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Daniel Suarez’s New York Times bestselling debut high-tech thriller is “so frightening even the government has taken note” (Entertainment Weekly). Daemons: computer programs that silently run in the background, waiting for a specific event or time to execute. They power almost every service. They make our networked world possible. But they also make it vulnerable... When the obituary of legendary computer game architect Matthew Sobol appears online, a previously dormant daemon activates, initiating a chain of events that begins to unravel our interconnected world. This daemon reads news headlines, recruits human followers, and orders assassinations. With Sobol’s secrets buried with him, and as new layers of his daemon are unleashed, it’s up to Detective Peter Sebeck to stop a self-replicating virtual killer before it achieves its ultimate purpose—one that goes far beyond anything Sebeck could have imagined...
Anthony Peake's first book, Is There Life After Death?: The Extraordinary Science of What Happens When We Die, cause a considerable stir. In The Daemon: A Guide to Your Extraordinary Secret Self, Peake expands on one of the most enigmatic areas of his previous book, the proposition that all consciously aware beings consist of not one but two...
NEW YORK TIMES BESTSELLER • NAMED ONE OF THE BEST BOOKS OF THE YEAR BY THE WASHINGTON POST AND KIRKUS REVIEWS Hailed as “the indispensable critic” by The New York Review of Books, Harold Bloom—New York Times bestselling writer and Sterling Professor of Humanities at Yale University—has for decades been sharing with readers and students his genius and passion for understanding literature and explaining why it matters. Now he turns at long last to his beloved writers of our national literature in an expansive and mesmerizing book that is one of his most incisive and profoundly personal to date. A product of five years of writing and a lifetime of reading and scholarship, The Daemon Knows may be Bloom’s most masterly book yet. Pairing Walt Whitman with Herman Melville, Ralph Waldo Emerson with Emily Dickinson, Nathaniel Hawthorne with Henry James, Mark Twain with Robert Frost, Wallace Stevens with T. S. Eliot, and William Faulkner with Hart Crane, Bloom places these writers’ works in conversation with one another, exploring their relationship to the “daemon”—the spark of genius or Orphic muse—in their creation and helping us understand their writing with new immediacy and relevance. It is the intensity of their preoccupation with the sublime, Bloom proposes, that distinguishes these American writers from their European predecessors. As he reflects on a lifetime lived among the works explored in this book, Bloom has himself, in this magnificent achievement, created a work touched by the daemon. Praise for The Daemon Knows “Enrapturing . . . radiant . . . intoxicating . . . Harold Bloom, who bestrides our literary world like a willfully idiosyncratic colossus, belongs to the party of rapture.”—Cynthia Ozick, The New York Times Book Review “The capstone to a lifetime of thinking, writing and teaching . . . The primary strength of The Daemon Knows is the brilliance and penetration of the connections Bloom makes among the great writers of the past, the shrewd sketching of intellectual feuds or oppositions that he calls agons. . . . Bloom’s books are like a splendid map of literature, a majestic aerial view that clarifies what we cannot see from the ground.”—The Washington Post “Audacious . . . The Yale literary scholar has added another remarkable treatise to his voluminous body of work.”—The Huffington Post “The sublime The Daemon Knows is a veritable feast for the general reader (me) as well as the advanced (I assume) one.”—John Ashbery “Mesmerizing.”—New York Journal of Books “Bloom is a formidable critic, an extravagant intellect.”—Chicago Tribune “As always, Bloom conveys the intimate, urgent, compelling sense of why it matters that we read these canonical authors.”—Kirkus Reviews (starred review) “Few people write criticism as nakedly confident as Bloom’s any more.”—The Guardian (U.K.)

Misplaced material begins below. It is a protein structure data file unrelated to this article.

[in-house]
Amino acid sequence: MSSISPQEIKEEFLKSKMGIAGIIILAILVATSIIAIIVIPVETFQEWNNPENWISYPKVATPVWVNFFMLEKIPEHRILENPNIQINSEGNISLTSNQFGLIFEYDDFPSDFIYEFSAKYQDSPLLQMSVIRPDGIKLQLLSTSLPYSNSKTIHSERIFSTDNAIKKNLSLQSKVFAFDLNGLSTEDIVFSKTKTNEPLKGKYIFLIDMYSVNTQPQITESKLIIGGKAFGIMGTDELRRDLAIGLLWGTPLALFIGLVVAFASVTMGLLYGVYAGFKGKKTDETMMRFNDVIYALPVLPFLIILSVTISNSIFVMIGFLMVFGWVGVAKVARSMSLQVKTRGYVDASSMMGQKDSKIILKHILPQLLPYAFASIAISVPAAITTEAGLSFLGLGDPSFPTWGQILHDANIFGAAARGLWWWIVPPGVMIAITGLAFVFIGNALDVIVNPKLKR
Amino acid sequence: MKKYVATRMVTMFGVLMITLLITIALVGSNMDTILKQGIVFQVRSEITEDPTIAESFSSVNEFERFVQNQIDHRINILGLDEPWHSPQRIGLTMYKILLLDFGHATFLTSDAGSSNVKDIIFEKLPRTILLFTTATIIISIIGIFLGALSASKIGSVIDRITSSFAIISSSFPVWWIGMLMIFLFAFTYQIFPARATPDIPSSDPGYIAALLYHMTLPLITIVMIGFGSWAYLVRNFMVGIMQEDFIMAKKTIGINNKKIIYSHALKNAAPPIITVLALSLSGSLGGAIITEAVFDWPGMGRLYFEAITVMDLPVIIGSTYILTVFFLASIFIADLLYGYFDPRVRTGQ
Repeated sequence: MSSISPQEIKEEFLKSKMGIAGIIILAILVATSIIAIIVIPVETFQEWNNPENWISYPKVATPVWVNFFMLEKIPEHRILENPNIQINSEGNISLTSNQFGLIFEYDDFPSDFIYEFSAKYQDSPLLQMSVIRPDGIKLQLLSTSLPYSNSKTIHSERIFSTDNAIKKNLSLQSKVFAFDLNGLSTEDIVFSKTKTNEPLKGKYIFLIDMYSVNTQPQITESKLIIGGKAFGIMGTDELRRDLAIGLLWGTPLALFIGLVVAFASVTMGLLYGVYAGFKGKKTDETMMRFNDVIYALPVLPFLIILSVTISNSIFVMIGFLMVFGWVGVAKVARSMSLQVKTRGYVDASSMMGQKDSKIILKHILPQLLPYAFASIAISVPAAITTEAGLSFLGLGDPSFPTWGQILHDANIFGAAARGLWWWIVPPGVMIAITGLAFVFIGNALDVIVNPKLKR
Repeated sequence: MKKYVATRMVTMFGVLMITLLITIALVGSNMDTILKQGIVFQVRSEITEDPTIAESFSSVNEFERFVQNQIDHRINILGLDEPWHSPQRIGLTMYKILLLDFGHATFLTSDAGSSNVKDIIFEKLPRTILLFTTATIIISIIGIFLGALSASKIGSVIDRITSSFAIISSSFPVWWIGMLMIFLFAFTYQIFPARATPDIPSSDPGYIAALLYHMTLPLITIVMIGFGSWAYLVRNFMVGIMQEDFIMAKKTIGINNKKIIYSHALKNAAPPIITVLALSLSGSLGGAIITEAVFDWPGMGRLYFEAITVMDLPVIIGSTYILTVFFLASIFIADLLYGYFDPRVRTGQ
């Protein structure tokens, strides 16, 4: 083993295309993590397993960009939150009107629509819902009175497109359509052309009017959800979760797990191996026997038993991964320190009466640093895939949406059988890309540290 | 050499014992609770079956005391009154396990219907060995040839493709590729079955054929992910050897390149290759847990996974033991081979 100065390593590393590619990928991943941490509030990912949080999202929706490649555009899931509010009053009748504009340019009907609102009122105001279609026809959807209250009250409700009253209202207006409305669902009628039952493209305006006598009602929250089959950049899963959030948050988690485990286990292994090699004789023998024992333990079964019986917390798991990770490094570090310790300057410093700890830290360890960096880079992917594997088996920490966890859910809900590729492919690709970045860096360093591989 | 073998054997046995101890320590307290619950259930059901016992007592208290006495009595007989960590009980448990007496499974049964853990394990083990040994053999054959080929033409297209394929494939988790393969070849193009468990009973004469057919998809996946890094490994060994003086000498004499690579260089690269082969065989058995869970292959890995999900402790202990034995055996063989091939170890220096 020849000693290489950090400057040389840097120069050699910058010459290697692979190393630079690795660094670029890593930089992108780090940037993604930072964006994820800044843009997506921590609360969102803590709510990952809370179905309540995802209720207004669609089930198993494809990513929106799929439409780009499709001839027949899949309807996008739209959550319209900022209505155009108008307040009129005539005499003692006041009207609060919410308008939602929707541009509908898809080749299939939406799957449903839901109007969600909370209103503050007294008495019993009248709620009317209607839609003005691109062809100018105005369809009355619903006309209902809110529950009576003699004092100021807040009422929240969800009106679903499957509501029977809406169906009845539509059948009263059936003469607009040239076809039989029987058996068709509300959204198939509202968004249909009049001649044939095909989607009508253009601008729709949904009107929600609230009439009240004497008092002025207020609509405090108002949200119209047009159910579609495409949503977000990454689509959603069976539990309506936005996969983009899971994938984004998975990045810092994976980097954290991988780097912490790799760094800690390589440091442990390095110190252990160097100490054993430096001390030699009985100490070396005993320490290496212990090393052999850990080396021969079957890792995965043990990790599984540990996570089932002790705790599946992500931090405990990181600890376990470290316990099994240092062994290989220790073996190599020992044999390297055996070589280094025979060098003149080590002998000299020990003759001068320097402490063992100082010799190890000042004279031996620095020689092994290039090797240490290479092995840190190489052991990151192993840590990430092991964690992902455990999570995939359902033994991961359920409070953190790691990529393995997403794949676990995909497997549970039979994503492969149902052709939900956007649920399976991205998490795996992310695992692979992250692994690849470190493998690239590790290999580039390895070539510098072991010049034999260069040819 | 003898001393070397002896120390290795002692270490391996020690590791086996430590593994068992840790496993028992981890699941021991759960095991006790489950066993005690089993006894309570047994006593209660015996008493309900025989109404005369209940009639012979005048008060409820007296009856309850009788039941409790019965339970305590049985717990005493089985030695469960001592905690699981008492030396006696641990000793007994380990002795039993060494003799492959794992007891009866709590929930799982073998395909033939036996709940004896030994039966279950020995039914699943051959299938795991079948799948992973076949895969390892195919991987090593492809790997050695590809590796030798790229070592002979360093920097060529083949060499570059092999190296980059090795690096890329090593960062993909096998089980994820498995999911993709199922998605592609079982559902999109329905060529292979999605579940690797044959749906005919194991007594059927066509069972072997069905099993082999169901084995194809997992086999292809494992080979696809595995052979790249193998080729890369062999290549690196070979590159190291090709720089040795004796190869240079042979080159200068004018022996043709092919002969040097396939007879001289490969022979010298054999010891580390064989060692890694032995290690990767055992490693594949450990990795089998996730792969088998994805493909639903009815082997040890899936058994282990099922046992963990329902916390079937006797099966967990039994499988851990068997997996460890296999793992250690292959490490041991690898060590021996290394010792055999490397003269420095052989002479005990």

A year has passed since that fateful night in Daemon Hall's house of horrors. Bestselling macabre author Ian Tremblin decides to hold another writer's contest but this time in the safety of his own home. Tremblin is excited to share with contestants a very old book he has recently acquired that once belonged to Rudolph Daemon, the millionaire builder of Daemon Hall who later went mad and killed his family. But the book, like the mansion, is powerfully evil and soon transports the group to the burned out shell of the haunted mansion. Flesh eaters, voodoo, a proficient sociopath, and the root of the house's malevolence are all part of the mix. Who will get out alive?